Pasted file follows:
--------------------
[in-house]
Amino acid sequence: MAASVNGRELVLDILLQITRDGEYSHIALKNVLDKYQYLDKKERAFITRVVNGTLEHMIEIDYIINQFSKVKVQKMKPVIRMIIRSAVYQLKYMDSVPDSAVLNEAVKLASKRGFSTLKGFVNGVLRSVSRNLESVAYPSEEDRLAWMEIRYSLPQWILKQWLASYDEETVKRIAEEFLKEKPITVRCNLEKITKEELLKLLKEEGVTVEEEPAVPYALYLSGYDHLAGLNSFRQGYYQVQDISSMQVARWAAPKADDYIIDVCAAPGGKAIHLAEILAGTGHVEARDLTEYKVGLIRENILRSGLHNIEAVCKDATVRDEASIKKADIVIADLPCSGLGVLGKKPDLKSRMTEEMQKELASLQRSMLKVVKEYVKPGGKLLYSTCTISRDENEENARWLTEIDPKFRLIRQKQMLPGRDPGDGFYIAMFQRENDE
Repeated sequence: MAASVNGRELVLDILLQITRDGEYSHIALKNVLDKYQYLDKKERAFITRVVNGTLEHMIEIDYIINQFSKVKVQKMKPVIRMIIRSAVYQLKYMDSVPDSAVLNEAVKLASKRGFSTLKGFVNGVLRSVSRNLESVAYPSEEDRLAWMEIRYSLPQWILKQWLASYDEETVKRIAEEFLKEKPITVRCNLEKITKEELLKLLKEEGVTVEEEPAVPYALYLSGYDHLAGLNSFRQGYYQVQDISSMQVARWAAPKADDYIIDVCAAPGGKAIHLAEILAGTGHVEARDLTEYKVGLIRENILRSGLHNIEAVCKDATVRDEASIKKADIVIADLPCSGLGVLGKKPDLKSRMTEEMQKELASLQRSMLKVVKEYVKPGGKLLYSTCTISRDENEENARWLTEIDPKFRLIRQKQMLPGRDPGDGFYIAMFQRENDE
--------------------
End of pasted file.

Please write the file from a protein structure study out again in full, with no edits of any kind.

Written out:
[in-house]
Amino acid sequence: MAASVNGRELVLDILLQITRDGEYSHIALKNVLDKYQYLDKKERAFITRVVNGTLEHMIEIDYIINQFSKVKVQKMKPVIRMIIRSAVYQLKYMDSVPDSAVLNEAVKLASKRGFSTLKGFVNGVLRSVSRNLESVAYPSEEDRLAWMEIRYSLPQWILKQWLASYDEETVKRIAEEFLKEKPITVRCNLEKITKEELLKLLKEEGVTVEEEPAVPYALYLSGYDHLAGLNSFRQGYYQVQDISSMQVARWAAPKADDYIIDVCAAPGGKAIHLAEILAGTGHVEARDLTEYKVGLIRENILRSGLHNIEAVCKDATVRDEASIKKADIVIADLPCSGLGVLGKKPDLKSRMTEEMQKELASLQRSMLKVVKEYVKPGGKLLYSTCTISRDENEENARWLTEIDPKFRLIRQKQMLPGRDPGDGFYIAMFQRENDE
Repeated sequence: MAASVNGRELVLDILLQITRDGEYSHIALKNVLDKYQYLDKKERAFITRVVNGTLEHMIEIDYIINQFSKVKVQKMKPVIRMIIRSAVYQLKYMDSVPDSAVLNEAVKLASKRGFSTLKGFVNGVLRSVSRNLESVAYPSEEDRLAWMEIRYSLPQWILKQWLASYDEETVKRIAEEFLKEKPITVRCNLEKITKEELLKLLKEEGVTVEEEPAVPYALYLSGYDHLAGLNSFRQGYYQVQDISSMQVARWAAPKADDYIIDVCAAPGGKAIHLAEILAGTGHVEARDLTEYKVGLIRENILRSGLHNIEAVCKDATVRDEASIKKADIVIADLPCSGLGVLGKKPDLKSRMTEEMQKELASLQRSMLKVVKEYVKPGGKLLYSTCTISRDENEENARWLTEIDPKFRLIRQKQMLPGRDPGDGFYIAMFQRENDE